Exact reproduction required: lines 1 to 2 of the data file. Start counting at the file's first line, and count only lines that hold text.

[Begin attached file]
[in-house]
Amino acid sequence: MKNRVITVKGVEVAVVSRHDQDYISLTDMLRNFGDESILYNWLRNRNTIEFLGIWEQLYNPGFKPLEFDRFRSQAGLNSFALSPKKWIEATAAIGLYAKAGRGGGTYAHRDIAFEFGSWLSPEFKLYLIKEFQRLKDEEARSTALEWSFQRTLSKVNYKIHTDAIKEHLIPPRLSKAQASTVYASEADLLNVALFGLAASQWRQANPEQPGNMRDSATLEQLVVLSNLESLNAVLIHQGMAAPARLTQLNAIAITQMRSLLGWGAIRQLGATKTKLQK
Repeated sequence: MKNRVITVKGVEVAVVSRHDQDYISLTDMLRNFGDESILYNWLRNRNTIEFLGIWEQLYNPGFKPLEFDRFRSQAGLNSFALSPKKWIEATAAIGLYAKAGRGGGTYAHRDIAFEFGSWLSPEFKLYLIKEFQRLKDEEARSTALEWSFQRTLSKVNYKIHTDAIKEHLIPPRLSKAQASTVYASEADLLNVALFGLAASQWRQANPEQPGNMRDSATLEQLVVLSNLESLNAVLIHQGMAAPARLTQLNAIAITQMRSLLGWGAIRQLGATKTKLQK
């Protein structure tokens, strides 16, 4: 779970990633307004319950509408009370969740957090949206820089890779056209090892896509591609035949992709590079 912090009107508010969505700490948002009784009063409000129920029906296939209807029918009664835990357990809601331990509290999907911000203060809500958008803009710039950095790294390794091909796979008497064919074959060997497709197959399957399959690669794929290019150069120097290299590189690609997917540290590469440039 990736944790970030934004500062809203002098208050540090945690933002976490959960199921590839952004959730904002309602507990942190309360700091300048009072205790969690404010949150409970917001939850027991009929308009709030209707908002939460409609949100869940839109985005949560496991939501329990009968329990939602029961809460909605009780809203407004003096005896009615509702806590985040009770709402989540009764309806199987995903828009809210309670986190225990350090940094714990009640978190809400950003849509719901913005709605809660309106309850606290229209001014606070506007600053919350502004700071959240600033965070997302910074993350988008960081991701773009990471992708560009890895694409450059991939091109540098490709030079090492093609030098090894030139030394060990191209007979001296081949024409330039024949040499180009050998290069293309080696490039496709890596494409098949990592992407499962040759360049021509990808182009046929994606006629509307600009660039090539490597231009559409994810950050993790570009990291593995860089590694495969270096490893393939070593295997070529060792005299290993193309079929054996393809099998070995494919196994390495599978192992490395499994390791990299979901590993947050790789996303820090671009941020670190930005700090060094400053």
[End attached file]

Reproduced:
[in-house]
Amino acid sequence: MKNRVITVKGVEVAVVSRHDQDYISLTDMLRNFGDESILYNWLRNRNTIEFLGIWEQLYNPGFKPLEFDRFRSQAGLNSFALSPKKWIEATAAIGLYAKAGRGGGTYAHRDIAFEFGSWLSPEFKLYLIKEFQRLKDEEARSTALEWSFQRTLSKVNYKIHTDAIKEHLIPPRLSKAQASTVYASEADLLNVALFGLAASQWRQANPEQPGNMRDSATLEQLVVLSNLESLNAVLIHQGMAAPARLTQLNAIAITQMRSLLGWGAIRQLGATKTKLQK